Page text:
A Creative Life in a Time of Crisis

Aaminah Shakur
5 min readMay 6, 2020


This is, and isn’t, about the COVID-19 pandemic. I hope this article is useful beyond/outside of quarantine circumstances because so many creatives (artists, writers, poets, designers, etc.) struggle with these issues periodically throughout their lives.

Let’s start with what should be obvious, but somehow isn’t:

You are not obligated to produce new work during your quarantine.

I know. This is either a trite statement, and you are rolling your eyes, or it’s the first time you are feeling affirmed and allowed to breathe a sigh of relief.

So let me repeat that: You are not obligated to produce new creative work during your quarantine.

Guess what? That applies to other times of crisis in your life as well. You are not obligated to produce new work when you are dealing with a divorce, illness, job loss, or any other major life change or difficulty.

Back in the day, I ran a Yahoo group (yes, I know I am aging myself, and I don’t care) of Muslim writers. A frequent topic of conversation was “writer’s block.” Now, there are two types of writer’s block that I am familiar with (maybe you know of others).

  1. I’m working on a project, may even have a deadline or at least a schedule, and I have found myself stuck and unable to move forward, or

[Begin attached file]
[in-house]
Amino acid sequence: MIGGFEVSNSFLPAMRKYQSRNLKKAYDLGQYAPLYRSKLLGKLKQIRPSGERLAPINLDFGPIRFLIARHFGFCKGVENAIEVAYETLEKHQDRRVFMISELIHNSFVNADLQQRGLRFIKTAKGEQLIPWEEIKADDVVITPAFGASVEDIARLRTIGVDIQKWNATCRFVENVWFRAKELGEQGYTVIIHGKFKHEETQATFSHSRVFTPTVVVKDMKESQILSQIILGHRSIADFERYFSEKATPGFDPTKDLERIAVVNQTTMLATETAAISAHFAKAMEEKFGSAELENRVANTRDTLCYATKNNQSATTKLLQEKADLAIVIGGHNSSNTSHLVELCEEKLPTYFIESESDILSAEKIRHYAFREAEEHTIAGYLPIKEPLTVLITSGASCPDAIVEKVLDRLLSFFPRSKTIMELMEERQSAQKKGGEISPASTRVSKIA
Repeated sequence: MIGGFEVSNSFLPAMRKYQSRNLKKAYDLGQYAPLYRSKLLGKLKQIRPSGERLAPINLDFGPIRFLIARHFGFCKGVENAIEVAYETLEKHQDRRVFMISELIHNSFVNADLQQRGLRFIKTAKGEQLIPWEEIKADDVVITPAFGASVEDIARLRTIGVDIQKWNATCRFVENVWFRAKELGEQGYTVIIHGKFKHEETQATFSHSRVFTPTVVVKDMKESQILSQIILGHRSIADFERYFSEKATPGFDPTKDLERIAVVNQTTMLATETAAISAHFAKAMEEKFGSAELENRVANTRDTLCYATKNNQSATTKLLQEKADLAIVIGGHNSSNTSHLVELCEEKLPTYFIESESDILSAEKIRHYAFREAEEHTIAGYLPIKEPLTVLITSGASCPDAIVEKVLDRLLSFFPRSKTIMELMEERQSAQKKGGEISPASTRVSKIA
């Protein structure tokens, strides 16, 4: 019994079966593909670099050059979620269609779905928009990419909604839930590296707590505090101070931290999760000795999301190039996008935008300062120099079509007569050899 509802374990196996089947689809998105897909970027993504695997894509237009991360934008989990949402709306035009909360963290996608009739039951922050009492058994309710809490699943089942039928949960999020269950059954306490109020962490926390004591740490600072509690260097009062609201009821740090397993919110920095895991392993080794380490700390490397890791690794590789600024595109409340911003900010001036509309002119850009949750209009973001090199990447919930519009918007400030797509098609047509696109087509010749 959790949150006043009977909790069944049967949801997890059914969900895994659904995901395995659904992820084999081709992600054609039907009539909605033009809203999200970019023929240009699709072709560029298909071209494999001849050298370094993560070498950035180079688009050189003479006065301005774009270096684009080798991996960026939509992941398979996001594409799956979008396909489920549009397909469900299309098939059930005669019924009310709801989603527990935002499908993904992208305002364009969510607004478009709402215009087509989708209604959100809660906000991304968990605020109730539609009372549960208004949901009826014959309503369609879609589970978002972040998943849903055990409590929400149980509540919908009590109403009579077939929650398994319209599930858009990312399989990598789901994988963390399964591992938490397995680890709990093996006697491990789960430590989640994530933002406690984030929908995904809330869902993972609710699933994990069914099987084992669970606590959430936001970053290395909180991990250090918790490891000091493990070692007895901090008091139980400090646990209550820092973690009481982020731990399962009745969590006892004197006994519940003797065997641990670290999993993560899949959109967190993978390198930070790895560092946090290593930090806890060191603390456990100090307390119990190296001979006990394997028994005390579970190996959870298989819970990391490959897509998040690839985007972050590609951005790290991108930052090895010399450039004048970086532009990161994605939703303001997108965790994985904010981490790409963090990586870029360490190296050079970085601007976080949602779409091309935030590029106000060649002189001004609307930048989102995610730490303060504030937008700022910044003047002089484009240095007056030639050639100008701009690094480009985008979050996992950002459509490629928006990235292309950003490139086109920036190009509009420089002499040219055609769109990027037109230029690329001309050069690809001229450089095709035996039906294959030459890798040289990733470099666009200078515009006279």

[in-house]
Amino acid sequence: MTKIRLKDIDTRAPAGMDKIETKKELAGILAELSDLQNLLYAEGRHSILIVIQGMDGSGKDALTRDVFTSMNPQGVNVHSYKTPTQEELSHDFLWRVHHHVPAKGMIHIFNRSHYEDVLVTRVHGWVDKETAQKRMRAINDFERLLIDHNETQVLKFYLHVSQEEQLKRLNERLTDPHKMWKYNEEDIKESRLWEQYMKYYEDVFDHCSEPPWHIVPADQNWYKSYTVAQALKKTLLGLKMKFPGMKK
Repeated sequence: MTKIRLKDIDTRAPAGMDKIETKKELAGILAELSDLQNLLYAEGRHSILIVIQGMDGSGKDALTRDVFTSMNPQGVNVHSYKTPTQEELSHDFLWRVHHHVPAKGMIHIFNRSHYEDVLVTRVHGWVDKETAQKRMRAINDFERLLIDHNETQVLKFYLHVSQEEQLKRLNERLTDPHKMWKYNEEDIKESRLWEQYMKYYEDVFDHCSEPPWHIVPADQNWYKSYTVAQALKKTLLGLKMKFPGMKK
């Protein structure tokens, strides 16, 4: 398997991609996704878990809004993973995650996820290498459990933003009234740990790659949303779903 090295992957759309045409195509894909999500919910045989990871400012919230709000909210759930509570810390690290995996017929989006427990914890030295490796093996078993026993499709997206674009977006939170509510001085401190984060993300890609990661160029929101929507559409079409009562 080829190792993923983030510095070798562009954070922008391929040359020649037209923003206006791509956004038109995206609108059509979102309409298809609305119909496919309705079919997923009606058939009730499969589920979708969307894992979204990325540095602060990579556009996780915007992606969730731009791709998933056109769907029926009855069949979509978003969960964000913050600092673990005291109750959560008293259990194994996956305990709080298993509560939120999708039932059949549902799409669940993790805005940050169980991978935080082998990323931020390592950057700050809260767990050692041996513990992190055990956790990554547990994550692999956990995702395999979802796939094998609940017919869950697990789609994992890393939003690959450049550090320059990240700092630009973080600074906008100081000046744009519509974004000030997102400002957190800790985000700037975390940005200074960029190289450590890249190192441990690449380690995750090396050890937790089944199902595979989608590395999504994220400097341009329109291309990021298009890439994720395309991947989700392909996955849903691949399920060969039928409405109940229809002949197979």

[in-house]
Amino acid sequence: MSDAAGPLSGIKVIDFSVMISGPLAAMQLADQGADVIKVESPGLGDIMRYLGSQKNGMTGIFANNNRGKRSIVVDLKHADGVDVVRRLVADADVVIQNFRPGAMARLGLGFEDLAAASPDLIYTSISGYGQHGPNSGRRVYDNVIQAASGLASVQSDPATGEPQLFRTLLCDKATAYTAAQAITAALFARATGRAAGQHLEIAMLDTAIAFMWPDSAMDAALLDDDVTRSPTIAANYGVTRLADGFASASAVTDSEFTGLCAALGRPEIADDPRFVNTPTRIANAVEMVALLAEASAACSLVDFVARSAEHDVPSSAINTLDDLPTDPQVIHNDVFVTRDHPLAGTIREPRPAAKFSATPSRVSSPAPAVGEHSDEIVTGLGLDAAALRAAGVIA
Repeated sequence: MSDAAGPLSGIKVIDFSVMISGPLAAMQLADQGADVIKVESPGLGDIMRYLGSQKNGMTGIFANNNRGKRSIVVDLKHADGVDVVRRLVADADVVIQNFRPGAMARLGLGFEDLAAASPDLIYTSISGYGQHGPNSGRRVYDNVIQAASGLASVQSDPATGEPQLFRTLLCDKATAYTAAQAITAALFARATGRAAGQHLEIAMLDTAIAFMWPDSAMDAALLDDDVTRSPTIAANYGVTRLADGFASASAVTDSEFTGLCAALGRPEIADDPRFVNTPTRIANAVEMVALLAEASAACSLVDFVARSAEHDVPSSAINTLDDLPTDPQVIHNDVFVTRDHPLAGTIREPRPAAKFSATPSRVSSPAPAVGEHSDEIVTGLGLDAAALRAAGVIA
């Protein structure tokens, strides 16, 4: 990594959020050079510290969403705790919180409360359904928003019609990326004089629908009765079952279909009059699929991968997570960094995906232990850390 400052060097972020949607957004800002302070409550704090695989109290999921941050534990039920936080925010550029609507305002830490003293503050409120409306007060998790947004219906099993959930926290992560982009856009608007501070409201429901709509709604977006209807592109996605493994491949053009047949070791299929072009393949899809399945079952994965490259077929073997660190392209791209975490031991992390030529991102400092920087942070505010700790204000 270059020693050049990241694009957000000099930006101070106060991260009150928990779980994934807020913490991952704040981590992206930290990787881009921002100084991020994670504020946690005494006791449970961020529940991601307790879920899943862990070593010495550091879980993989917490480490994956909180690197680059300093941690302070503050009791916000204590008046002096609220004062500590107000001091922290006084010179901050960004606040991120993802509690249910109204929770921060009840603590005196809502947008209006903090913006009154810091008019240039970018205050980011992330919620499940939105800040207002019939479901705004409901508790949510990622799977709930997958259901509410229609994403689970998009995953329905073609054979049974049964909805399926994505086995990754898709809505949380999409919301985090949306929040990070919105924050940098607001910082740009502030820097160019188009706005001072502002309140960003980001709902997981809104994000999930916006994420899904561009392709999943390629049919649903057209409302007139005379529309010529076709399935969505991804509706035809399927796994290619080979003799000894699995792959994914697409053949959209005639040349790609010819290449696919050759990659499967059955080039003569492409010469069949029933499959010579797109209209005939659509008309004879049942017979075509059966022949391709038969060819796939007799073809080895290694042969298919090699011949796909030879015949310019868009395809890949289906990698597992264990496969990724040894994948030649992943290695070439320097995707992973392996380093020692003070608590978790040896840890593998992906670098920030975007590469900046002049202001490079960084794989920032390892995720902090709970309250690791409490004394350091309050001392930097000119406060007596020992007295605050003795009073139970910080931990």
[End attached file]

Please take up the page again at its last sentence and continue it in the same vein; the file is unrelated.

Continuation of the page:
2. I’m not working on anything in particular, but I feel like I should be working on something. And yet, I have no ideas or nothing I try is working right because they are not fully formed ideas yet.
[Image: A green sea with a small boat in the center. Below the boat is text that says, “Art making is a journey. Sometimes you are actively paddling against the rapids; sometimes it’s smooth sailing; and sometimes you need to lay back and just enjoy your surroundings.” #ShakurArts]

It seems, no matter how experienced, writers (and other creatives) feel an enormous amount of stress to “always be writing” (or creating). I know where some of that pressure comes from. Maybe it’s a personality trait, or even a workaholic tendency (raises hand). Perhaps it is a way to justify avoiding other less pleasant parts of life (who has time to do something as mundane as washing dishes when you “need” to be working on that novel or painting?). Or maybe it’s external pressure such as that teacher who told you a writer writes every day. You can probably think of several other types of pressure you feel.

One of the pressures during the current quarantine is that you see your friends and colleagues have been very productive with new hobbies or areas of interest you weren’t aware they had all this time. Now that they are home, they have time to engage with these interests and to post frequently about them. Does this mean you are doing something wrong because you haven’t kept up with learning a new language, producing a ton of new art, or finishing your novel? Hell, and I cannot emphasize this enough, NO.